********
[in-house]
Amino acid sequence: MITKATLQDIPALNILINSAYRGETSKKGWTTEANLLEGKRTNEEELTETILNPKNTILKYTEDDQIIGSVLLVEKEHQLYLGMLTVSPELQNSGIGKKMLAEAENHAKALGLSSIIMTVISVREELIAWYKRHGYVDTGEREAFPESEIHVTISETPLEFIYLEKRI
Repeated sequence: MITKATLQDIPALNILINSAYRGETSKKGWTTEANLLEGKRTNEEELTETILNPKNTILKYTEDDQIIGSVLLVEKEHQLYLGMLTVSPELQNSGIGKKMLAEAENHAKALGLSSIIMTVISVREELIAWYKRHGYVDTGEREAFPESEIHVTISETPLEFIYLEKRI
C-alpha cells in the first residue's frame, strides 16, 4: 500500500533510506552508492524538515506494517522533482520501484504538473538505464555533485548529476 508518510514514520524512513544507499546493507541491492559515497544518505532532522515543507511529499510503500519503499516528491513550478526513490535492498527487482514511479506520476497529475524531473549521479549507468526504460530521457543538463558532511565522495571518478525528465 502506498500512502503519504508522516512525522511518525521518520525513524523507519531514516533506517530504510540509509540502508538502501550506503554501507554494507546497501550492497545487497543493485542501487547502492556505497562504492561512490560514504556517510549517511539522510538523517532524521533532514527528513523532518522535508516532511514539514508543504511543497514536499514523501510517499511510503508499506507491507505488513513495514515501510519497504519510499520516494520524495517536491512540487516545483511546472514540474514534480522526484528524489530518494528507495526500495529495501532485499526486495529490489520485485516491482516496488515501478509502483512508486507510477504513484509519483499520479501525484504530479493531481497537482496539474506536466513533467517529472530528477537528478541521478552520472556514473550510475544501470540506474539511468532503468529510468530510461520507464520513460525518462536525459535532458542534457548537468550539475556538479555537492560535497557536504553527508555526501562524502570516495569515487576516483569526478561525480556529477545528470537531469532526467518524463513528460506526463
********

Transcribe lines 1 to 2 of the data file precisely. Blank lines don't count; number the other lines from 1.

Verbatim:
[in-house]
Amino acid sequence: MITKATLQDIPALNILINSAYRGETSKKGWTTEANLLEGKRTNEEELTETILNPKNTILKYTEDDQIIGSVLLVEKEHQLYLGMLTVSPELQNSGIGKKMLAEAENHAKALGLSSIIMTVISVREELIAWYKRHGYVDTGEREAFPESEIHVTISETPLEFIYLEKRI